38.
A newly admitted patient has gained weight steadily over the past 2 years and the nurse recognizes the need for a nutritional assessment. What assessment parameters are included when assessing a patients nutritional status? Select all that apply.
A)
Ethnic mores
B)
BMI
C)
Clinical examination findings
D)
Wrist circumference
E)
Dietary data
Ans:
B, C, E

Feedback:

The sequence of assessment of parameters may vary, but evaluation of nutritional status includes one or more of the following methods: measurement of BMI and waist circumference, biochemical measurements, clinical examination findings, and dietary data. Ethnic mores and wrist circumference are not assessment parameters for nutritional status.

39.
The segment of the population who has a BMI lower than 24 has been found to be at increased risk for poor nutritional status and its resultant problems. What else is a low BMI associated with in the community-dwelling elderly?
A)
High risk of diabetes
B)
Increased incidence of falls
C)
Higher mortality rate
D)
Low risk of chronic disease
Ans:
C

Feedback:

People who have a BMI lower than 24 (or who are 80% or less of their desirable body weight for height) are at increased risk for problems associated with poor nutritional status. In addition, a low BMI is associated with a higher mortality rate among hospitalized patients and community-dwelling elderly. Low BMI is not directly linked to an increased risk for falls or diabetes. Excessively low BMI does not result in a decreased incidence of overall chronic disease.

40.
Imbalanced nutrition can be characterized by excessive or deficient food intake. What potential effect of imbalanced nutrition should the nurse be aware of when assessing patients?
A)
Masking the symptoms of acute infection
B)
Decreasing wound healing time
C)
Contributing to shorter hospital stays
D)
Prolonging confinement to bed
Ans:
D

Feedback:

Malnutrition interferes with wound healing, increases susceptibility to infection, and contributes to an increased incidence of complications, longer hospital stays, and prolonged confinement of patients to bed. Malnutrition does not mask the signs and symptoms of acute infection.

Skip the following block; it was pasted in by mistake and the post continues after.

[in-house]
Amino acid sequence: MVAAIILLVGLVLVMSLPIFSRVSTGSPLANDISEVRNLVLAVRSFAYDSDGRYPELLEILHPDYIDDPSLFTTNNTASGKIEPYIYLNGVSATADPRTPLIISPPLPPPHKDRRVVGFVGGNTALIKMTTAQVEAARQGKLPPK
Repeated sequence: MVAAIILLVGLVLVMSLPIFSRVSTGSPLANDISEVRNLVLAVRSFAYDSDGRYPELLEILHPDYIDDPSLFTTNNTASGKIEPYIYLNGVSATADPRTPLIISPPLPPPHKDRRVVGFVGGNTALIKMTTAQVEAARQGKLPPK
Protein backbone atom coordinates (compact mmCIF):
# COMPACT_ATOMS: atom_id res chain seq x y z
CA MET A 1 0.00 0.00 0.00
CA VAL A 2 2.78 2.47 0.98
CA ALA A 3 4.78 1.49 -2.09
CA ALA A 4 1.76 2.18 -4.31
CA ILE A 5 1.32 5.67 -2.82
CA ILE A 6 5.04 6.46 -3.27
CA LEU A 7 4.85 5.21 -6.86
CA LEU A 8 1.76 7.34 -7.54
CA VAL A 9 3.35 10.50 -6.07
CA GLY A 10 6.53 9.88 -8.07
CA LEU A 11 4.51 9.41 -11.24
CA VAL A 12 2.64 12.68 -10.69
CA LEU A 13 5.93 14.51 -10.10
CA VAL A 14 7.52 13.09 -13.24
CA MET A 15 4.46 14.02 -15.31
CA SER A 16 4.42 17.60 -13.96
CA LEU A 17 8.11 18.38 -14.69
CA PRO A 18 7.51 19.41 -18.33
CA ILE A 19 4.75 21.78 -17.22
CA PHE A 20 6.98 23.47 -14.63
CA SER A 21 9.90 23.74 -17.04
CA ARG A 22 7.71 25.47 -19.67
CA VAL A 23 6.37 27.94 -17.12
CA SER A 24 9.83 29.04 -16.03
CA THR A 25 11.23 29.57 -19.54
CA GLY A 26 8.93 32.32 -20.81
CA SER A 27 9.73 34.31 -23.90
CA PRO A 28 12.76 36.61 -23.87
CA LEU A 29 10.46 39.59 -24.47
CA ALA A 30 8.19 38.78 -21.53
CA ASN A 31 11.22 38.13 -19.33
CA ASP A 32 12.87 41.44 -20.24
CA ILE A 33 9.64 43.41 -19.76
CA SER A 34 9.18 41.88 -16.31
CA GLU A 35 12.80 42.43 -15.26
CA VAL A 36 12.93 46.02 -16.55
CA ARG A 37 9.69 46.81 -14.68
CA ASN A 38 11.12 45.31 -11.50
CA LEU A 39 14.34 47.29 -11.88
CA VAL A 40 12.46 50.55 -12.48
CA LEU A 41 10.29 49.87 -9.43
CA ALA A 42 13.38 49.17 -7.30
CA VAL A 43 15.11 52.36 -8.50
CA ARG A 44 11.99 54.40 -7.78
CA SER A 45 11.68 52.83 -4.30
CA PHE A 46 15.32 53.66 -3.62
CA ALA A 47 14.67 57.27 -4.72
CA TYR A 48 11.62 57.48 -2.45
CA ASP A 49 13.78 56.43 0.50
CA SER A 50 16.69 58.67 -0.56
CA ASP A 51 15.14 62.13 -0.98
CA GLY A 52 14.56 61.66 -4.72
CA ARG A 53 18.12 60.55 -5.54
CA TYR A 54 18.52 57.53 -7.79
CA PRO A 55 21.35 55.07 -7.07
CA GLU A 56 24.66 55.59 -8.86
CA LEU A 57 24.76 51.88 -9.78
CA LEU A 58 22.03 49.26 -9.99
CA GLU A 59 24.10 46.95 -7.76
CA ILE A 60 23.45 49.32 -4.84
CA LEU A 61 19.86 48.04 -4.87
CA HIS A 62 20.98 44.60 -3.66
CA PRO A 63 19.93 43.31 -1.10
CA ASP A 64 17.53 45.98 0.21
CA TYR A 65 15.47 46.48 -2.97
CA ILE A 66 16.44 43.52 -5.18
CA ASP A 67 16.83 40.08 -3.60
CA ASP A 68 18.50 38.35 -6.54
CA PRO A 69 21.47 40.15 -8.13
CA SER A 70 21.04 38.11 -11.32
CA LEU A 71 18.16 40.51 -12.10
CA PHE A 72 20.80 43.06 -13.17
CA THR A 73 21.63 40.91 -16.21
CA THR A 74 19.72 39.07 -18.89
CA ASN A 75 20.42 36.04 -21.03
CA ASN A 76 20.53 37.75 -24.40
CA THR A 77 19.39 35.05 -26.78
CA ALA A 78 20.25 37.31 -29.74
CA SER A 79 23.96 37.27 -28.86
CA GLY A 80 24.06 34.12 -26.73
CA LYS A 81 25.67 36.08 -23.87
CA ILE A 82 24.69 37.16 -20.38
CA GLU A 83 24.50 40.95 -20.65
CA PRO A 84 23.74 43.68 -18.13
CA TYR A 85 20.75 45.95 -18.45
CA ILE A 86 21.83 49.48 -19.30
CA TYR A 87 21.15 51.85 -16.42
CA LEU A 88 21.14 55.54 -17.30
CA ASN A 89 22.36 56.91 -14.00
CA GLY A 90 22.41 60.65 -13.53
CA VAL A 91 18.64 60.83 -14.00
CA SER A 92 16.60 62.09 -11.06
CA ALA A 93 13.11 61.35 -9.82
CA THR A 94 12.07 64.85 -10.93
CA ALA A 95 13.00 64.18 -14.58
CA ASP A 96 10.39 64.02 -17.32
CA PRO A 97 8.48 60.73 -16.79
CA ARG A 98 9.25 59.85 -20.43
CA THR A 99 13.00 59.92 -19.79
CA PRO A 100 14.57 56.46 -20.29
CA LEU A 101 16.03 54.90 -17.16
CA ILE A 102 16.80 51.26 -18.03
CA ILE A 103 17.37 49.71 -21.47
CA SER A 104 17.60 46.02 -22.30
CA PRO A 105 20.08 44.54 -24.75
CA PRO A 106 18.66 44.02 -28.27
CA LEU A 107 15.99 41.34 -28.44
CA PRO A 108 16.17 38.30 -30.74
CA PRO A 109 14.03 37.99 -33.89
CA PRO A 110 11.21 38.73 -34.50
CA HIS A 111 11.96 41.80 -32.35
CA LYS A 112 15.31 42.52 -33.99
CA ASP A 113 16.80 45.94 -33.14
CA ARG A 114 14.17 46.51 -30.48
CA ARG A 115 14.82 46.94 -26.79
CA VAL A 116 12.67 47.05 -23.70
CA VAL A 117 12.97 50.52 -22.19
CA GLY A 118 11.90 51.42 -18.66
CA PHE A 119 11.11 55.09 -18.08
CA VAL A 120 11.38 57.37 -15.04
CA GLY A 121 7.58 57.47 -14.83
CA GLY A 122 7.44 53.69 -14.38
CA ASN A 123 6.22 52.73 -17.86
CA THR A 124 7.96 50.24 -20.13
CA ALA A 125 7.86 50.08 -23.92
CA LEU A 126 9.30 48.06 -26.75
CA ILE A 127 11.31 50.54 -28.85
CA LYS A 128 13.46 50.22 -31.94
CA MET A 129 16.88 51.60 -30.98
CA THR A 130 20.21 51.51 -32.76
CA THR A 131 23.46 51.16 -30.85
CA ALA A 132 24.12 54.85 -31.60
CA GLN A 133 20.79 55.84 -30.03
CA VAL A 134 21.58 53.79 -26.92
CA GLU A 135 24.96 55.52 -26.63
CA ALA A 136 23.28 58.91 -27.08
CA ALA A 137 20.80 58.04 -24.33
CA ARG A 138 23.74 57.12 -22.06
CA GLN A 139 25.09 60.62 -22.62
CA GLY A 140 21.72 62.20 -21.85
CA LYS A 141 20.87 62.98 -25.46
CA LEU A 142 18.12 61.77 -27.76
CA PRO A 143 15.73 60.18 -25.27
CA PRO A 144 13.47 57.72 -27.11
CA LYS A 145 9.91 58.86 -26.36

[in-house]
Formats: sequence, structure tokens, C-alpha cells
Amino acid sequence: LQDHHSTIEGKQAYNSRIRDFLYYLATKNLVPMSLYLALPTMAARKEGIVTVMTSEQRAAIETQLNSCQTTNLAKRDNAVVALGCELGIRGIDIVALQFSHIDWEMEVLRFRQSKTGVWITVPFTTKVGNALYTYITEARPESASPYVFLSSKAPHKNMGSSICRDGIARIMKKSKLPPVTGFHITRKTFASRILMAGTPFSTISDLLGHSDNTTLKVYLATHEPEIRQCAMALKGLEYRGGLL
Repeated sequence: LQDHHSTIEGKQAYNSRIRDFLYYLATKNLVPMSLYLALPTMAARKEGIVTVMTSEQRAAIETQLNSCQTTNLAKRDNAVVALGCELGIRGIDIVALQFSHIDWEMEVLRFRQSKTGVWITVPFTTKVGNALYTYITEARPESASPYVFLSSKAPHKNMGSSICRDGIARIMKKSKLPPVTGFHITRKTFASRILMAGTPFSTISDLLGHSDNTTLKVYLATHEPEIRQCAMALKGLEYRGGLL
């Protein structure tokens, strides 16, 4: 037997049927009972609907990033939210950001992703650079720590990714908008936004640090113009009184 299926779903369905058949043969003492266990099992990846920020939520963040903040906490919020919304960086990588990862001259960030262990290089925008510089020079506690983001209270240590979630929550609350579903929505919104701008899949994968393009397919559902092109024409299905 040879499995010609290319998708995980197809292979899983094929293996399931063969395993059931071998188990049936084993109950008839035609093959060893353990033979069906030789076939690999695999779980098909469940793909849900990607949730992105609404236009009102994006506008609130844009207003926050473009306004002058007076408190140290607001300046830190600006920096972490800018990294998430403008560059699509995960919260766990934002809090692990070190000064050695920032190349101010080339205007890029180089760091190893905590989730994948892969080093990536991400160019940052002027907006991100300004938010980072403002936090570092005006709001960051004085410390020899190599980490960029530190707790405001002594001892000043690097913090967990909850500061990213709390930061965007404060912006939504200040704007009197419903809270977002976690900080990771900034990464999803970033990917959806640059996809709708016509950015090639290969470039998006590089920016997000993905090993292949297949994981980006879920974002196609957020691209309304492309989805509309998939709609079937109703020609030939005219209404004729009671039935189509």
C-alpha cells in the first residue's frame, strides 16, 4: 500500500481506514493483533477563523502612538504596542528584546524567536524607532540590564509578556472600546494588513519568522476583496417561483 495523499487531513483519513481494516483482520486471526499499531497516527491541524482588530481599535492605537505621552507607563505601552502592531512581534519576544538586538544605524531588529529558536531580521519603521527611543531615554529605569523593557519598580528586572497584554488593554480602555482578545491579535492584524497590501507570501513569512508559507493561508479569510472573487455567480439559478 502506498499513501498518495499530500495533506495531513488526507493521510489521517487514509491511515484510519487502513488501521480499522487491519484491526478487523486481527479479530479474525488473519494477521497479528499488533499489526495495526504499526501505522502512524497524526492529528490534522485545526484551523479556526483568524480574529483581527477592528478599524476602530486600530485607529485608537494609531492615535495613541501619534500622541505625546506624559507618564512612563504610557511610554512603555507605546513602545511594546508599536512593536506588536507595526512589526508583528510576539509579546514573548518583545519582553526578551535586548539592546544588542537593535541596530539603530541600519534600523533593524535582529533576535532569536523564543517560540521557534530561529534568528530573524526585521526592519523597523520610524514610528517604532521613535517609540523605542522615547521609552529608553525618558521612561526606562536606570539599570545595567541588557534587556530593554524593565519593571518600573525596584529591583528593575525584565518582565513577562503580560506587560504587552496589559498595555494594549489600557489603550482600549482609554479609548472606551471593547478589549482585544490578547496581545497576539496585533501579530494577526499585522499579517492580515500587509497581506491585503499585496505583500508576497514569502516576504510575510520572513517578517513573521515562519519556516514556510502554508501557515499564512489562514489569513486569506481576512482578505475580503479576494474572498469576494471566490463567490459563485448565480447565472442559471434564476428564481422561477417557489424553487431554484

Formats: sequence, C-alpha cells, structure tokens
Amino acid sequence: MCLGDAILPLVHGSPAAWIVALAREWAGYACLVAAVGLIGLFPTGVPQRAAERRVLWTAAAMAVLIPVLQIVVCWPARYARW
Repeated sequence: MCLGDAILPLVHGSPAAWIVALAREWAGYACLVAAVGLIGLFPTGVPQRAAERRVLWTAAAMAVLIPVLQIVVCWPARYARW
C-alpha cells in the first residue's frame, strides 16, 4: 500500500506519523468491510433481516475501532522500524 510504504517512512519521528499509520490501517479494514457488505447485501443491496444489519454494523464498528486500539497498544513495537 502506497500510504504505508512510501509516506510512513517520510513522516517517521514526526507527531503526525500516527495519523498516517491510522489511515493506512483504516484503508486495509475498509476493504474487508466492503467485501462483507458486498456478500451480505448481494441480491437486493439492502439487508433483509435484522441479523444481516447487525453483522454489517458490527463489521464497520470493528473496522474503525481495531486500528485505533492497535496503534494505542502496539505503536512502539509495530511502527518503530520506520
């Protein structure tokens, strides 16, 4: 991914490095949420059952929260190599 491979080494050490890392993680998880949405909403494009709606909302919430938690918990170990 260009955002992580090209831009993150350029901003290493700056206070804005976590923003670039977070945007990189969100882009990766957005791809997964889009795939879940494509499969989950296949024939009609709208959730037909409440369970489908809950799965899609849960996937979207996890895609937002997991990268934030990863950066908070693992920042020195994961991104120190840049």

41.
A nurse who has practiced in the hospital setting for several years will now transition to a new role in the community. How does a physical assessment in the community vary in technique from physical assessment in the hospital?
A)
A physical assessment in the community consists of largely the same techniques as are used in the hospital.
B)
A physical assessment made in the community does not require the privacy that a physical assessment made in the hospital setting requires.
C)
A physical assessment made in the community requires that the patient be made more comfortable than would be necessary in the hospital setting.
D)
A physical assessment made in the community varies in technique from that conducted in the hospital setting by being less structured.
Ans:
A

Feedback:

The physical assessment in the community and home consists of the same techniques used in the hospital, outpatient clinic, or office setting. Privacy is provided, and the person is made as comfortable as possible. The importance of comfort, privacy and structure are similar in both settings.

42.
You are conducting an assessment of a patient in her home setting. Your patient is a 91-year-old woman who lives alone and has no family members living close by. What would you need to be aware of to aid in providing care to this patient?
A)
Where the closest relative lives
B)
What resources are available to the patient
C)
What the patients financial status is
D)
How many children this patient has
Ans:
B

Feedback:

The nurse must be aware of resources available in the community and methods of obtaining those resources for the patient. The other data would be nice to know, but are not prerequisites to providing care to this patient.